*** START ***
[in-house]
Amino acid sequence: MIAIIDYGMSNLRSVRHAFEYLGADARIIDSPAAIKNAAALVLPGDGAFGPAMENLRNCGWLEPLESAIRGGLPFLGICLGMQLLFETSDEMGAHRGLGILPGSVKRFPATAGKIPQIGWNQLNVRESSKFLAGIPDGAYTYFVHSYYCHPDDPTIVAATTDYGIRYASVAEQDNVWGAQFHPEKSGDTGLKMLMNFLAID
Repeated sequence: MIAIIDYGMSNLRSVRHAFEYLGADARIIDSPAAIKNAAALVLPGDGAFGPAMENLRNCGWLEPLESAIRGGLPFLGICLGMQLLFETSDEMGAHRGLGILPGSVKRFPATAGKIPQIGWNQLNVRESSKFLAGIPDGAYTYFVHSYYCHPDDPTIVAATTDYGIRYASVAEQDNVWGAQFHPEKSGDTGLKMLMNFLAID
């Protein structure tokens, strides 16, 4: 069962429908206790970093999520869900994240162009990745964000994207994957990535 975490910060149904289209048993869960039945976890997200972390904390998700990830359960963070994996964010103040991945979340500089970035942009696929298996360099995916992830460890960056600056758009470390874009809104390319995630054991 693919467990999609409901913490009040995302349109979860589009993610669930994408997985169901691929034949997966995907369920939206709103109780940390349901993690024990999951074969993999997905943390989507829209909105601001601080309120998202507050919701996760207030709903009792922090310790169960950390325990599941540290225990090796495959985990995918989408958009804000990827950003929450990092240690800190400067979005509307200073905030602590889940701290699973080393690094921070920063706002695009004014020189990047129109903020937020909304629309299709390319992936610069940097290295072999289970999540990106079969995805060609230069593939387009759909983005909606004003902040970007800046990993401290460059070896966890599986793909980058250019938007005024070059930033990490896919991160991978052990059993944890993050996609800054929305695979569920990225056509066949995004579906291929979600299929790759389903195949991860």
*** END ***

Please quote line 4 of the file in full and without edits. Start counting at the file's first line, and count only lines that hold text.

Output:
């Protein structure tokens, strides 16, 4: 069962429908206790970093999520869900994240162009990745964000994207994957990535 975490910060149904289209048993869960039945976890997200972390904390998700990830359960963070994996964010103040991945979340500089970035942009696929298996360099995916992830460890960056600056758009470390874009809104390319995630054991 693919467990999609409901913490009040995302349109979860589009993610669930994408997985169901691929034949997966995907369920939206709103109780940390349901993690024990999951074969993999997905943390989507829209909105601001601080309120998202507050919701996760207030709903009792922090310790169960950390325990599941540290225990090796495959985990995918989408958009804000990827950003929450990092240690800190400067979005509307200073905030602590889940701290699973080393690094921070920063706002695009004014020189990047129109903020937020909304629309299709390319992936610069940097290295072999289970999540990106079969995805060609230069593939387009759909983005909606004003902040970007800046990993401290460059070896966890599986793909980058250019938007005024070059930033990490896919991160991978052990059993944890993050996609800054929305695979569920990225056509066949995004579906291929979600299929790759389903195949991860």